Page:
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Differential Response to Medications between Children and Adults with Heart Failure

Shelley D. Miyamoto, MD
Brian L. Stauffer, MD
Carmen C. Sucharov, PhD

University of Colorado Denver School of Medicine
Children's Hospital Colorado
Aurora, CO, USA

Although the pathophysiology and treatment of adult heart failure (HF) is well studied, HF in children remains poorly understood with most clinical treatment paradigms based solely on experience in adults. Emerging experimental evidence and epidemiologic data confirm that the pediatric HF population distinctly differs from adult HF patients. The heterogeneous nature of pediatric HF and the lack of associated co-morbidities in children (eg diabetes, hypertension) prevent direct extrapolation of adult-based therapies [1,2]. The most common cause of end-stage HF and indication for heart transplantation in infants is congenital heart disease, while dilated cardiomyopathy is the most common indication for transplant in children over the age of 1 year [3]. The combination of age, heart failure etiology and differences in medication pharmacokinetics and metabolism in children complicates the ability to identify the most efficacious therapies [4]. In addition, while adult HF survival has improved with the advancement of medical and surgical HF therapies, the outcome for children with HF has remained largely unchanged, which also suggests dissimilar pathophysiology [2,5].

Prospective medication trials in pediatric HF are scarce due to the rarity and diversity of the disease process as well as funding challenges. While the vast majority of adult HF clinical trials that inform clinical practice are industry-sponsored, the cost-effectiveness of supporting pediatric-specific HF drug development cannot be demonstrated due to the small population size. In the few pediatric clinical HF studies that have been performed, the results speak against the assumption that children will respond in the same way to HF medications as adults. The industry-supported pediatric carvedilol study is the largest randomized, controlled prospective HF drug study in children to date [6]. This study took over 5 years to enroll 161 children with symptomatic HF and there were no differences in the outcome measures studied. The results of this study have been widely challenged primarily due to study design, which included children with complex single ventricle forms of congenital heart disease as well as cardiomyopathies, and the higher than expected spontaneous improvement of enrolled patients. There have been a few small placebo-controlled, prospective studies of ACE-inhibitors and angiotensin receptor blockade in those with a single ventricle or a systemic right ventricle and results again have been negative or equivocal [7-10]. In many of these studies, the patients enrolled were considered to be at risk for HF given underlying anatomy, but did not have the clinical syndrome of HF, making these findings difficult to interpret.

There is an evolving body of evidence demonstrating important underlying age- and disease-related differences in myocardial HF pathophysiology. For example, there is a differential pattern of β-receptor down-regulation and microRNA expression in explanted end-stage failing left ventricles from children compared to adults with non-ischemic dilated cardiomyopathy [11,12]. Failure of the right ventricle is an important and increasingly common clinical problem, as children with severe forms of congenital heart disease are surviving into adulthood. There are no proven therapies for right ventricular failure and data from human and animal studies suggest that the right ventricle has a distinct response to pressure and volume overload with a unique pattern of gene expression, ?-receptor regulation and signaling and microRNA expression compared to the failing left ventricle [13,14].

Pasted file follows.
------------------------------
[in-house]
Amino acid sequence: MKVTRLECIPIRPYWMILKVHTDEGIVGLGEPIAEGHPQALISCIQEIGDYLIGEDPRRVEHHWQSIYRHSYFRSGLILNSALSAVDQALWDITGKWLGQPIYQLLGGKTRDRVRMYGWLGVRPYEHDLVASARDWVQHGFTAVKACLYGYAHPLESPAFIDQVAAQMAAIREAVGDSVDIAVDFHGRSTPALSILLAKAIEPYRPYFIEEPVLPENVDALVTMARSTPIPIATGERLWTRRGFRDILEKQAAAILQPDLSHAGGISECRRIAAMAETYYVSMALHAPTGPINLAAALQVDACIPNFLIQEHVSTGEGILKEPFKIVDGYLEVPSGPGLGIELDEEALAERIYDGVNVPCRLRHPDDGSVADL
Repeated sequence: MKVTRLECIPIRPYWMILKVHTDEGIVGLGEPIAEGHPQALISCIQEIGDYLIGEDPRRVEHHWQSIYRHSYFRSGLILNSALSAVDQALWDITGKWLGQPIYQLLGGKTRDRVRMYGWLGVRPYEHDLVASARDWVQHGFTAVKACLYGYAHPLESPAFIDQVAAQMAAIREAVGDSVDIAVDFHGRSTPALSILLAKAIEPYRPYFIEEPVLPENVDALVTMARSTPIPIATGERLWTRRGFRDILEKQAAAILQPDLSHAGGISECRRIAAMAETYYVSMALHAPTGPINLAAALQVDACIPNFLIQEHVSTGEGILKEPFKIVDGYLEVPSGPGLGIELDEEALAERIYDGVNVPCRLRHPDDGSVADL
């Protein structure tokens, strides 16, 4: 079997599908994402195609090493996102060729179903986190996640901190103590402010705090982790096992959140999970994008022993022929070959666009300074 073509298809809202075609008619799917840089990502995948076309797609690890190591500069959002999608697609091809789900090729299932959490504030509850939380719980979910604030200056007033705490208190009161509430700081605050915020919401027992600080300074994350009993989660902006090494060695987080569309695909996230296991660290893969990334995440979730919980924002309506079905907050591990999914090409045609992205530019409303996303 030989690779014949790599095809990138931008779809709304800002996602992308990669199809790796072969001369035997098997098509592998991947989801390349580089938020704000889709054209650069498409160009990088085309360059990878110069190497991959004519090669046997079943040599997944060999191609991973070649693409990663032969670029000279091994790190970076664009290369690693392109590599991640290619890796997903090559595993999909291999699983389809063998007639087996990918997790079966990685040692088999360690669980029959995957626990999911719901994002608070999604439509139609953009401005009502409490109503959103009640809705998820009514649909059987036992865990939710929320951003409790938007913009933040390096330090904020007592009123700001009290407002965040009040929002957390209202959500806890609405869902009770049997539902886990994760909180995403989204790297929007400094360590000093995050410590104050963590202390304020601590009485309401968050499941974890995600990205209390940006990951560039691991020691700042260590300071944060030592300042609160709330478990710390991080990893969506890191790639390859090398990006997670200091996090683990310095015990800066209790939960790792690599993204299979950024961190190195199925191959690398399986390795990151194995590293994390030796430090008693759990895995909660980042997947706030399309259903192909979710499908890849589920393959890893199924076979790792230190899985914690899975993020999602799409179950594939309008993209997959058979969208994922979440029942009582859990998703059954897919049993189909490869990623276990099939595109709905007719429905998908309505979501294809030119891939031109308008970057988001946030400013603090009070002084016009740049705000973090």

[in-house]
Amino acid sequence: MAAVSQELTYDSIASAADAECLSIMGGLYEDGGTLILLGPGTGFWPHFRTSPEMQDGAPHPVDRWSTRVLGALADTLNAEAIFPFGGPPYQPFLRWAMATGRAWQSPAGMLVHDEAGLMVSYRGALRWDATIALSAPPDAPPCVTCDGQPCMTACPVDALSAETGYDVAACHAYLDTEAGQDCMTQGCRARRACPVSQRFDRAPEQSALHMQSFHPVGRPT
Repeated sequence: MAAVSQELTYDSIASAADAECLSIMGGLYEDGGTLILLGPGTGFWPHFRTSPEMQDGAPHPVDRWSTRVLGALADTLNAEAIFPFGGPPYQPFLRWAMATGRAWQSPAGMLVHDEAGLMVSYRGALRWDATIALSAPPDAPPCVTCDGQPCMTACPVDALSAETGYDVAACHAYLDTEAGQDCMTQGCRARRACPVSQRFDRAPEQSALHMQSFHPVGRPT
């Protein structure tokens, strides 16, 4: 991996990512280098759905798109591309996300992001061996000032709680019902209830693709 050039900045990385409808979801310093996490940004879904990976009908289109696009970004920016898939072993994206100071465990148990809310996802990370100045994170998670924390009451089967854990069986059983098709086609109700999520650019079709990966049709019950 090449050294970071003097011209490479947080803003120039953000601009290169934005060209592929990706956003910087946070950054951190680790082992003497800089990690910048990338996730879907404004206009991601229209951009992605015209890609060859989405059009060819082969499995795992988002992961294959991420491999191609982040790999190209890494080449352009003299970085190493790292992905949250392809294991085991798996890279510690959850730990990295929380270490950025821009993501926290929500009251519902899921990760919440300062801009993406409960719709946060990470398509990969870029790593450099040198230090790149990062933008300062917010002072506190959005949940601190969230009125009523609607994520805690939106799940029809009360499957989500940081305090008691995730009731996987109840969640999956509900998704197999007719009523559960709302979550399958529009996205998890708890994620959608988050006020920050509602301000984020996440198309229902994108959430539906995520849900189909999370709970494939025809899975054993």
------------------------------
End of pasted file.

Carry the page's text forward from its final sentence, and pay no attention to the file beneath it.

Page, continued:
When considering all of the above, perhaps the most important conclusions from the current body of literature on pediatric HF therapy should be: (1) we cannot assume that children with HF will respond in the same way as adults to medical therapies, (2) ventricular morphology is an important consideration for HF therapy, (3) performing appropriately powered prospective clinical trials in pediatric HF may not be practical and (4) novel approaches to the identification of efficacious therapies for children with HF are needed. In the field of adult HF a significant body of evidence is needed before a change in clinical practice is accepted. This body of evidence often starts at the bench with human tissue, molecular and animal model investigations followed by drug development, pre-clinical and then multiple clinical trials demonstrating efficacy in large populations of patients. Because it is not practical to employ this adult paradigm to children, innovative approaches that minimize risk to children and combine findings from molecular studies (utilizing biorepositories, cell and animal models), genetic and biomarker investigations, longitudinal data obtained from large registries, computer modeling and worldwide collaborations are necessary. Increased awareness of the differences in children and adults with HF must lead to a renewed push for investment by government and foundation funding agencies in pediatric HF research and drug development if outcomes are to improve. ■

Disclosure Statement: Shelley Miyamoto has no conflicts of interest to disclose. Carmen Sucharov has equity in miRagen, Inc. Brian Stauffer has research support from Forest Laboratories, Inc.


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